This section is from the book "British Wild Flowers - In Their Natural Haunts Vol2-4", by A. R. Horwood. Also available from Amazon: A British Wild Flowers In Their Natural Haunts.
1. Aspen (Populus tremula, L.). 2. Tway-blade (Listera ovata, Br.). 3. Bee Orchis (Ophrys apifera, Huds.). 4. Snowdrop (Galanthus nivalis, L.). 5. Lily-of-the-Valley (Convallaria majalis, L.). 6. Garlic (Allium ursinum, L.). 7. Bluebell (Scilla non-scripta, Iloffm. and Link.).
Populus, Pliny, is Latin for poplar, and the Latin adjective tremula denotes tremulous or shaking.
Photo. H. Irving. - Aspen (populus Tremula, L.)
It is called Aps, Apse, Quaking or Mountain Ash, Asp, Aspen, Auld-wives'-tongues, Ebble, Eps, Esp, Espin, Haspen, Pipple, Poplar, Quaking Esp, Rattling Asp, Snapsen.
" Ah trimml't like an esp-leaf", is a Cumberland saying.
The Rattling Asp is so called from the rattling sound made by its tremulous leaves. On account of its bitter bark it was called Bitter-weed.
" Oak, Ash, and Elm-tree,
The laird can hang for a' the three;
But fir, saigh, and bitter-weed,
The laird may flyte but make naething be'et."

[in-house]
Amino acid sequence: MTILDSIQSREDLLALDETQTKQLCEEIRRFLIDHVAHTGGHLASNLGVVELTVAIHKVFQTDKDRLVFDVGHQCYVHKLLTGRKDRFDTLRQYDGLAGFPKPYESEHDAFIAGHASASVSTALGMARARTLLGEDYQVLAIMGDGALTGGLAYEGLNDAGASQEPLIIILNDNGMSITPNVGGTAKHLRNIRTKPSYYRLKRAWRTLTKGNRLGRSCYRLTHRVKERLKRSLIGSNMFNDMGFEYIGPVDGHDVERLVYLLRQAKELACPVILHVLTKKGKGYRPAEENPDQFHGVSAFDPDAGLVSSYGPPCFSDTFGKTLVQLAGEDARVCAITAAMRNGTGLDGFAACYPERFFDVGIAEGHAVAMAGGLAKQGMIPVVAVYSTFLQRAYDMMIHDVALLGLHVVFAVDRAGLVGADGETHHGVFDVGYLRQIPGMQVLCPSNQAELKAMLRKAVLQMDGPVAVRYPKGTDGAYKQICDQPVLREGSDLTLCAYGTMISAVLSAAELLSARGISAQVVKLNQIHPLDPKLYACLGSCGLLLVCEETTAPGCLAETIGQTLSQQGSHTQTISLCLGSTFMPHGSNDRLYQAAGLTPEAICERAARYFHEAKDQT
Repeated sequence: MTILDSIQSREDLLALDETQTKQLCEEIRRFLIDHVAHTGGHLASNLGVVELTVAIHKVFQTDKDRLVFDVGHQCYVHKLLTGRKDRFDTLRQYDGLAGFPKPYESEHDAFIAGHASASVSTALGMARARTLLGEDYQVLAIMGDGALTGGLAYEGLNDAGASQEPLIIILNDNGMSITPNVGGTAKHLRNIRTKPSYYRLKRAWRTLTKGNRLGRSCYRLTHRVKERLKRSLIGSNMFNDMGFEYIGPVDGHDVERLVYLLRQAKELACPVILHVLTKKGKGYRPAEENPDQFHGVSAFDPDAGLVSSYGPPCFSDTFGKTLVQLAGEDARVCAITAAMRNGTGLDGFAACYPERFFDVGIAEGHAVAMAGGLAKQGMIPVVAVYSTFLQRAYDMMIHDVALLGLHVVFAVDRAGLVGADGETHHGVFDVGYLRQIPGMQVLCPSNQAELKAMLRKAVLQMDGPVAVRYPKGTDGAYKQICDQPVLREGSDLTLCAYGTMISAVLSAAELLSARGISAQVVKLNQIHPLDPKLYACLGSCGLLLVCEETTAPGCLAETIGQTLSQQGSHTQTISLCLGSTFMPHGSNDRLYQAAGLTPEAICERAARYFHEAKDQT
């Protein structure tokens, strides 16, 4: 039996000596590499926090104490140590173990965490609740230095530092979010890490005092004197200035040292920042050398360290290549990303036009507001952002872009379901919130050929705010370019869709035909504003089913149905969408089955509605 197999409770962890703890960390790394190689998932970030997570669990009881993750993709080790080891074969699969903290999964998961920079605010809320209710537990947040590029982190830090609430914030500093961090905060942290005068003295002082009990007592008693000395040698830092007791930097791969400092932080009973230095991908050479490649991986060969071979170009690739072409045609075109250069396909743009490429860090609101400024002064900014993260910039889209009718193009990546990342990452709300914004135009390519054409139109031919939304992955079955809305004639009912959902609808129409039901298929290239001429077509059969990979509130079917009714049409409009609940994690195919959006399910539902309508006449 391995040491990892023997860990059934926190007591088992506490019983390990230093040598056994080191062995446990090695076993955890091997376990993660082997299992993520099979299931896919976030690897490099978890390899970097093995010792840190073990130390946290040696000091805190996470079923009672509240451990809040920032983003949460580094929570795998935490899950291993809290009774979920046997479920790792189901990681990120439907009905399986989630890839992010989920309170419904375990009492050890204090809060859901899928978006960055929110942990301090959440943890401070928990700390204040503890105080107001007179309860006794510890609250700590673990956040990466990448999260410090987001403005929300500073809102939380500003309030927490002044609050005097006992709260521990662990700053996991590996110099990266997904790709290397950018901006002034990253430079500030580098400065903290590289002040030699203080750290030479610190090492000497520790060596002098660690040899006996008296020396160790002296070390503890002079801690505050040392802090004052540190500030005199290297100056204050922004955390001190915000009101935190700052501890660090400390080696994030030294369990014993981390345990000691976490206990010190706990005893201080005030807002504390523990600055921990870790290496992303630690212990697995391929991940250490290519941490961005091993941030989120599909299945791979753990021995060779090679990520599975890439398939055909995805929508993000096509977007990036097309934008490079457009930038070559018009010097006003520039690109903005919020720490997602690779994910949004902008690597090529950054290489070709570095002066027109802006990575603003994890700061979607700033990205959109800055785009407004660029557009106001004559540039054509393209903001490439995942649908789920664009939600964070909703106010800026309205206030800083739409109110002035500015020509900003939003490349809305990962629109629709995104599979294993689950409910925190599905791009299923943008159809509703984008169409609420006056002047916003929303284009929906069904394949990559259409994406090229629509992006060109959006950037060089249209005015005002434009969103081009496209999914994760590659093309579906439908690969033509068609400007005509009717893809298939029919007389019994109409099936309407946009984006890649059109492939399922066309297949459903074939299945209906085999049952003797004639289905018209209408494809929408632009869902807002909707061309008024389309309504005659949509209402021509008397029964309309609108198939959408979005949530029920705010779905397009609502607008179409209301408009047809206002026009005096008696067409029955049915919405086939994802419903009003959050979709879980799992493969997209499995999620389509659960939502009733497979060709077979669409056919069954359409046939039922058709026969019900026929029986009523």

Aps or Apse is the same as aspe by transposition of letters.
Gerarde says it was called Auld-wives'-tongues because " this tree is the matter whereof women's tongues were made, as the poets and some others report, which seldome cease waggling". If it was laid on a witch's grave the people of Russia thought she would not ride abroad. It was a symbol of fear because of its tremulous leaves.
The Aspen was a token of scandal, because its leaves, they said, were made from women's tongues. When Joseph and Mary were fleeing from Herod all the trees except the Aspen did homage, hence it was cursed. It is reputed also to have formed the wood of the Saviour's Cross. The sisters of Phaethon, bewailing his death on the shores of Eridanus, were changed into poplars.
On Midsummer Eve they fell the highest poplar in Sicily and drag it through the village, beating a drum.
Being ornamental and of quick growth it is much planted. Beavers are fond of the bark. The wood is smooth, soft, but durable.
Essential Specific Characters: 287. Populus tremula, L. - Tree, with suckers, leaves suborbicular, serrate, glabrous, young leaves downy, stigma erect, petiole compressed, long.